California Moves to Schedule MDMA (Ecstasy) and add mandatory minimum for using or being "under the influence" of the drug

April 5, 2001

The California legislature is currently considering a bill (AB 1416) that threatens to: (1) make MDMA (Ecstasy) a Schedule I controlled substance in California, and (2) make it a crime to be “under the influence” of MDMA anywhere in California.

Currently in California, MDMA is not an explicitly scheduled substance. Instead, prosecutors charge MDMA offenses under the state’s Controlled Substance Analog Act. AB 1416, will explicitly place MDMA in Schedule I.

It is very likely that the legislature will pass this part of AB 1416 into law, because MDMA is a Schedule I substance under federal law and California will likely defer to the federal determination. Nevertheless, the Center for Cognitive Liberty & Ethics (CCLE) is preparing an analysis showing that MDMA does not meet the criteria necessary for inclusion in Schedule I, and showing that it was erroneously placed in Schedule I under federal law. The state of California should make its own investigation of MDMA rather than simply duplicate the federal error.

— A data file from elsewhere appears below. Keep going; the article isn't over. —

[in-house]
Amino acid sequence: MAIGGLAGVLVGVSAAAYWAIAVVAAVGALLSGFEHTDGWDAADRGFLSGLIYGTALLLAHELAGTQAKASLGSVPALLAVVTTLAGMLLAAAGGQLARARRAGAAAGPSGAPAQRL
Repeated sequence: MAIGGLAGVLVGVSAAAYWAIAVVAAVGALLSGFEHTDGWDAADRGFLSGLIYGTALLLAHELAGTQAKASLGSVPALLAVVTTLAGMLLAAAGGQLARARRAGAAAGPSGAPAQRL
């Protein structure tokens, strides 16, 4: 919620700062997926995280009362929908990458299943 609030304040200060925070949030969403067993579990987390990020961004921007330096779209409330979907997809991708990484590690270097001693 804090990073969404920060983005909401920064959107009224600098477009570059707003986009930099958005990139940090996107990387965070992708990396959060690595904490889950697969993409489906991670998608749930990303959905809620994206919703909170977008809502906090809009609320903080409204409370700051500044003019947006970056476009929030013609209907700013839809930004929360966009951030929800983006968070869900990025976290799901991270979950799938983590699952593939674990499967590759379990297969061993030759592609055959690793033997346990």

The second part of AB 1416 would make it a misdemeanor criminal offense to be “under the influence” of MDMA anywhere in California. Those convicted would be punished by a mandatory minimum of 90 days in county jail (up to a maximum of 1 year in jail) Under present California law, it is not a crime to be under the influence of MDMA. The CCLE is in the process of preparing an analysis of this provision.

The CCLE’s analysis of AB 1416 will be released soon and distributed to the media and members of the California legislature.

To read the full text of AB 1416, blip to:

AB 1416 was introduced by Assemblywoman Lynne C. Leach, whose Internet homepage is at: